Vetfaan hated the White Road. In winter it was dusty and he lost count of the times he had to pull stuck vehicles from the treacherous sand. Then when it rained – which fortunately wasn’t that often – the mud took over where the sand left off. And don’t think it was a straight road! No sir, not at all. It twisted this way and that, avoiding the big baobab trees and the low hills, skirting river beds and hugging little villages. Much like the war, the tracks also had to adapt to fallen trees, landmine pits and the occasional burnt-out vehicle. Vetfaan often said the road reminded him of life: it is never constant.
There was one bit of the run from Rundu to the base camps that gave him immeasurable pleasure, though: peeking into the post bag. He felt a bit guilty when he did this, but it was such a thrill to see who got letters…and from whom. Parents usually wrote in old-style, almost calligraphic letters, addressing the envelopes to the correct rank, number and then adding the address of the soldier. Parent letters, he knew, would be to encourage and support, and without fail would contain good news. (If a parent died, it was the chaplain who carried the message, not a letter.) He only skimmed through those envelopes, simply because they were so predictable.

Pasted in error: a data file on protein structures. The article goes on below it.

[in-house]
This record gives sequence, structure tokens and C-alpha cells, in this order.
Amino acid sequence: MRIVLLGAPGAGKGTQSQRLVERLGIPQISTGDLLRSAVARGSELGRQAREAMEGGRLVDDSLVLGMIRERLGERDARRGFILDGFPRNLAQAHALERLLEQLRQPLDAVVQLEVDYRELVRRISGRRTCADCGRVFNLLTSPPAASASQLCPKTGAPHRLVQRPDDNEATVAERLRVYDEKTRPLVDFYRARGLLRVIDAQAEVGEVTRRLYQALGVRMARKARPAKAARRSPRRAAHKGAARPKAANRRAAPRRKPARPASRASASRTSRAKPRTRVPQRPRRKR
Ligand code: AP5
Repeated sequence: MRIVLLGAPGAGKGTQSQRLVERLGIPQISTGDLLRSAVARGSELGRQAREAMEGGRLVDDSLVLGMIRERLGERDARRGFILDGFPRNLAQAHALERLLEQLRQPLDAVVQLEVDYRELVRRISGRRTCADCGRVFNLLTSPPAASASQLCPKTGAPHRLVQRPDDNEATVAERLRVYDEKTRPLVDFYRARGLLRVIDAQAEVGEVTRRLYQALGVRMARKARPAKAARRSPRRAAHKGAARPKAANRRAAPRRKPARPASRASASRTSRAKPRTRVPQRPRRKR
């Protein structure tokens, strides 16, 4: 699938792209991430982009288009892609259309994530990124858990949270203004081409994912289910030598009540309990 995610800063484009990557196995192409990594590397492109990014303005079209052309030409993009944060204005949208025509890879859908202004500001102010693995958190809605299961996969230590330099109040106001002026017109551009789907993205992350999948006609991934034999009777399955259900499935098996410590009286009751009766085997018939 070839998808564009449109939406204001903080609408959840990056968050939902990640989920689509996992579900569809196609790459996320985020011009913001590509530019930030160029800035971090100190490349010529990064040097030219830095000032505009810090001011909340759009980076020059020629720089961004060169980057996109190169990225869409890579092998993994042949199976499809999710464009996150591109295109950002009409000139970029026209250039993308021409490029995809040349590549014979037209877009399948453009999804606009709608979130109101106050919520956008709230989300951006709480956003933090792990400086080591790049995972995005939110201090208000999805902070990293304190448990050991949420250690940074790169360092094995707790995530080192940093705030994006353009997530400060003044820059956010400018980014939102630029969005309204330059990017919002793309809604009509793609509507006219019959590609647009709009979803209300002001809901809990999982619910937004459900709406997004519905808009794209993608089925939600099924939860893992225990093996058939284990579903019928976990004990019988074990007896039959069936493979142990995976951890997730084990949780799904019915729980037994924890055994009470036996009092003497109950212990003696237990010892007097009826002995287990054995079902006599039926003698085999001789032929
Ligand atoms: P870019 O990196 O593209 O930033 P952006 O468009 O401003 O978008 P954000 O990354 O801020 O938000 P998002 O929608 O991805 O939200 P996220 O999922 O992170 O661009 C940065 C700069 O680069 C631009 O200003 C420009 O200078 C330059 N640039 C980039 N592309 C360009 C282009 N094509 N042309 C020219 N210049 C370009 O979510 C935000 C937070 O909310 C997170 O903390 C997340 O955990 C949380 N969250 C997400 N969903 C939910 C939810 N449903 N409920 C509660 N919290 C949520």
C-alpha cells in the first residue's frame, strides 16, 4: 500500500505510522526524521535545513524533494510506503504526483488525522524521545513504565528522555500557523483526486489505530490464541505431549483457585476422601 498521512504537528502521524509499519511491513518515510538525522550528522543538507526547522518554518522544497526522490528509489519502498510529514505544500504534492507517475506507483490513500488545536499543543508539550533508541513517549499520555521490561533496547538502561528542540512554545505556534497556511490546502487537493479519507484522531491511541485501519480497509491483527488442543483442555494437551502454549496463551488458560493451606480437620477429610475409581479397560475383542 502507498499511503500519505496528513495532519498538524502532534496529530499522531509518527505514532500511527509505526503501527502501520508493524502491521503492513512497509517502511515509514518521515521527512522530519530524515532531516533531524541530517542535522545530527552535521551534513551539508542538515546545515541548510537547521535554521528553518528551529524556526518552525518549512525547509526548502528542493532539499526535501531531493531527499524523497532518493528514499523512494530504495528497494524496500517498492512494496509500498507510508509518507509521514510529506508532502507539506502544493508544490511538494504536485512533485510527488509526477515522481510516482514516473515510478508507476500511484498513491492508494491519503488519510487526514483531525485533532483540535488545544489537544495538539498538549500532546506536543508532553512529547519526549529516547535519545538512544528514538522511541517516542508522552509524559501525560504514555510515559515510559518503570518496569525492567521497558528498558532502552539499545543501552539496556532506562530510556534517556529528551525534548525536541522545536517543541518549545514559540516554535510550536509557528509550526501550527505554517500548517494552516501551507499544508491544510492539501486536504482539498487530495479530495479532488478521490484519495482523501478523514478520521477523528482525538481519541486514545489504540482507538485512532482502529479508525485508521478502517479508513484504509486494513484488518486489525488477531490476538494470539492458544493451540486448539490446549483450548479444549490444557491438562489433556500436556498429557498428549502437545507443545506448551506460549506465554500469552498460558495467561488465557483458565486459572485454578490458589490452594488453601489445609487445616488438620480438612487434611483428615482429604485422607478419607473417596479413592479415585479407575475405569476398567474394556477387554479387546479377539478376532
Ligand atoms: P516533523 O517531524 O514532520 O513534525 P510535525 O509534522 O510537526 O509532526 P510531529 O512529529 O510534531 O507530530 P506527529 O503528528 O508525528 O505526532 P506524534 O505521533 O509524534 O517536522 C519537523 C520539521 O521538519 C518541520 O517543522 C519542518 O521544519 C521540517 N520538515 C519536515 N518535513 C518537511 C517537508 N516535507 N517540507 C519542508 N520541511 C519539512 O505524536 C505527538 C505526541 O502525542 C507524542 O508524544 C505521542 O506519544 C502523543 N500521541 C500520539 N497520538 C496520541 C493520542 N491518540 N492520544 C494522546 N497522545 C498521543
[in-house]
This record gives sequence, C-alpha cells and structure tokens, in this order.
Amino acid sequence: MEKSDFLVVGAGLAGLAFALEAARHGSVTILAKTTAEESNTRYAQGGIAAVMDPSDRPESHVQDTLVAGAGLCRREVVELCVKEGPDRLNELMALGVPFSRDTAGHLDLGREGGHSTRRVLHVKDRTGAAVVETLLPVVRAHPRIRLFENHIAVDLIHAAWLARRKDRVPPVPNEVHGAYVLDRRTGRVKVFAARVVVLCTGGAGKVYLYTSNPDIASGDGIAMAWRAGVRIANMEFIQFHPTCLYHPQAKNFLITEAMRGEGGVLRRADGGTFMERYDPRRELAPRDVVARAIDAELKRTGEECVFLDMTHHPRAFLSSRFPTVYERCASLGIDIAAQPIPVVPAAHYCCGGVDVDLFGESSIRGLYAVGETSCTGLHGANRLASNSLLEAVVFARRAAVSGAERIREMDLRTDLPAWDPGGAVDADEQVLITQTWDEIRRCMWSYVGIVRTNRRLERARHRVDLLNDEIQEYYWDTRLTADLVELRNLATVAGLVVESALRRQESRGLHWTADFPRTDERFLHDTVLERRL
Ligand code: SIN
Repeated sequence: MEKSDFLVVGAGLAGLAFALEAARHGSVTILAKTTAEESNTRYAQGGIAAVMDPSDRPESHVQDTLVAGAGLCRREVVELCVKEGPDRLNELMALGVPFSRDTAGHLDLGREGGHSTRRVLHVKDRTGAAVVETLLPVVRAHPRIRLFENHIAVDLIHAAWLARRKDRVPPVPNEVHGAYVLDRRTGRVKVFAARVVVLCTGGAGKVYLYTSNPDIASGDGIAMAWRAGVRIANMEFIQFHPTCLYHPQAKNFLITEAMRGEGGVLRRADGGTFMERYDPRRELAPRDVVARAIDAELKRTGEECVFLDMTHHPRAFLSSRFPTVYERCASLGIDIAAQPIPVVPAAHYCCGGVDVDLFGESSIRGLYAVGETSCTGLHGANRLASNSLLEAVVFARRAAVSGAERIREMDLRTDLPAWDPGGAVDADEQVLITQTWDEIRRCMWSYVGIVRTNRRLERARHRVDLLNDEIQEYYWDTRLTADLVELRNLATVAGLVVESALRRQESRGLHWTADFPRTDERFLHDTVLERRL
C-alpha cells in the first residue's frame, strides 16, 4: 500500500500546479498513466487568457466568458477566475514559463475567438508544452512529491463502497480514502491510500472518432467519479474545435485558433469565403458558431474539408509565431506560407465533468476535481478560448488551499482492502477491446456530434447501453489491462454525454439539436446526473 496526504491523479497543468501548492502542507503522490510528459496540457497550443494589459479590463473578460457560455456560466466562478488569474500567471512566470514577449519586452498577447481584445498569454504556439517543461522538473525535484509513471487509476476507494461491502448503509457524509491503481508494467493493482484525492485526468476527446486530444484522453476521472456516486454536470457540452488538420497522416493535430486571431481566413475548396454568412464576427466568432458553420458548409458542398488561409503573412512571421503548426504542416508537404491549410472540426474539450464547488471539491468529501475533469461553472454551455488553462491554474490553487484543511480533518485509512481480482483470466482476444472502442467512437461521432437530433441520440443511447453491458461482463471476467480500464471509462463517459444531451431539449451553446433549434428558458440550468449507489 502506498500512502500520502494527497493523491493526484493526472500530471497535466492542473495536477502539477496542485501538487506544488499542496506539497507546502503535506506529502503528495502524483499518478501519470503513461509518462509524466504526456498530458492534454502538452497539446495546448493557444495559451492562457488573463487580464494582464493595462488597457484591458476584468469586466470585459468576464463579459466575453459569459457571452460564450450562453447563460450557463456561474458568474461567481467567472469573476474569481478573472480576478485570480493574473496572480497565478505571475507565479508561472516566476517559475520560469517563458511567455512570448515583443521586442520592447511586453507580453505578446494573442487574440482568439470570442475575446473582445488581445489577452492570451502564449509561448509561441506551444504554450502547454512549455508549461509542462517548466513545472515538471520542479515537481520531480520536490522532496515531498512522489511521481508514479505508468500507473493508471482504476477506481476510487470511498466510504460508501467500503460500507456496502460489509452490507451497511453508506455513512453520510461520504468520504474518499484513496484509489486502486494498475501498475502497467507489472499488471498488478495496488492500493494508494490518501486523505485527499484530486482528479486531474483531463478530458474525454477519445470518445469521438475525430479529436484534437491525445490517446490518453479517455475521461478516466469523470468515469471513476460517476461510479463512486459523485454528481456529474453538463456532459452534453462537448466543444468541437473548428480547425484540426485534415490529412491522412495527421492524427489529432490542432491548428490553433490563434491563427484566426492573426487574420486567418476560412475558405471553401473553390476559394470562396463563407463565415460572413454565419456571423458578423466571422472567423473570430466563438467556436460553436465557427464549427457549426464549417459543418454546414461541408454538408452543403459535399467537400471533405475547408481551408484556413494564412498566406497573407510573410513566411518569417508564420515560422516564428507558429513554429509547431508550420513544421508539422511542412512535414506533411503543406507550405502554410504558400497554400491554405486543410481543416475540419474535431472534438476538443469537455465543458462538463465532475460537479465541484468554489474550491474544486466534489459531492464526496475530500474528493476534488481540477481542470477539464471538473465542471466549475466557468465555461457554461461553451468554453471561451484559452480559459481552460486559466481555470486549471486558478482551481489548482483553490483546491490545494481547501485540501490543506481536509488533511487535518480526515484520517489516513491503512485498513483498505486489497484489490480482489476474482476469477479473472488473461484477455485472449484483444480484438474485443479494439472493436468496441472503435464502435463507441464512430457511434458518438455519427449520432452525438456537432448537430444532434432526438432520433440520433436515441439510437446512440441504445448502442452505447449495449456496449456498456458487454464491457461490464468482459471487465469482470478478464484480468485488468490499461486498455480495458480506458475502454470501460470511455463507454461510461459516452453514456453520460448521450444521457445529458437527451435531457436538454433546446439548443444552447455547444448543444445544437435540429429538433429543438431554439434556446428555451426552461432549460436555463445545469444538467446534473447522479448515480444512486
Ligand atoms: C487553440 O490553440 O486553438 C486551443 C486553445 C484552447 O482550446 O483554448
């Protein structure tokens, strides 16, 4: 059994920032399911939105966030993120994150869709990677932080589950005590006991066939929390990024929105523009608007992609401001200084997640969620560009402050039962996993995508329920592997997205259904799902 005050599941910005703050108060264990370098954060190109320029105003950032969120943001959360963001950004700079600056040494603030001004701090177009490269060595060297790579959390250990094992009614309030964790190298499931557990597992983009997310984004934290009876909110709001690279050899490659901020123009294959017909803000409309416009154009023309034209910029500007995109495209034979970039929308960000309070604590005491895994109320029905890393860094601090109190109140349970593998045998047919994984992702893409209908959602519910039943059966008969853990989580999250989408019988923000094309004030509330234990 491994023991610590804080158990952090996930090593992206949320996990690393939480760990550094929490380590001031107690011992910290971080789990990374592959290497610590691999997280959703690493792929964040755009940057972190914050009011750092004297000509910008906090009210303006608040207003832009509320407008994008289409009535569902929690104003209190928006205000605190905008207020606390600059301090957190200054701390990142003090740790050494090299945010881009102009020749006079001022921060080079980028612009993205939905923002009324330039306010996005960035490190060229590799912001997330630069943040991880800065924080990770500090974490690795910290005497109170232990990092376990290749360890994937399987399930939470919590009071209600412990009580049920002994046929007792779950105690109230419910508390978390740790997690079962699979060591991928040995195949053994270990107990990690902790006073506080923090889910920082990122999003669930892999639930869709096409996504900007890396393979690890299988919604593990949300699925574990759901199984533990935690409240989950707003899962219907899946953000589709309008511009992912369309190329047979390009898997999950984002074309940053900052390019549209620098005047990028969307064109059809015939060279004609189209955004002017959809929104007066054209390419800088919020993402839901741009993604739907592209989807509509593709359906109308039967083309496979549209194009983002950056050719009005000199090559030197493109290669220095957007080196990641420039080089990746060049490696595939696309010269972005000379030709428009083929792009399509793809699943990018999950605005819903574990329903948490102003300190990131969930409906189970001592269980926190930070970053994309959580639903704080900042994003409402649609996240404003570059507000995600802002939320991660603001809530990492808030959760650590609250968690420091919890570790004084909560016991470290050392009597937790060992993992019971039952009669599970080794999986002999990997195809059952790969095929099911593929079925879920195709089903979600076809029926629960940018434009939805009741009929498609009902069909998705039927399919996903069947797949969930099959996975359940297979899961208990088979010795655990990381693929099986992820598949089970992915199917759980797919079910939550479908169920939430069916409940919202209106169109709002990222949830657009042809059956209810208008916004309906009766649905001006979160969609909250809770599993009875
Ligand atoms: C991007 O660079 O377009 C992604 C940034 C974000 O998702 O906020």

What wonderful weather we’ve had lately. You should see the Jacaranda’s in Pretoria! The city’s roads are covered with a carpet of purple flowers. It’s beautiful.
Pa says you should have seen Naas Botha play last weekend. You’d have been so proud! The way he sank Western Province with those kicks of his!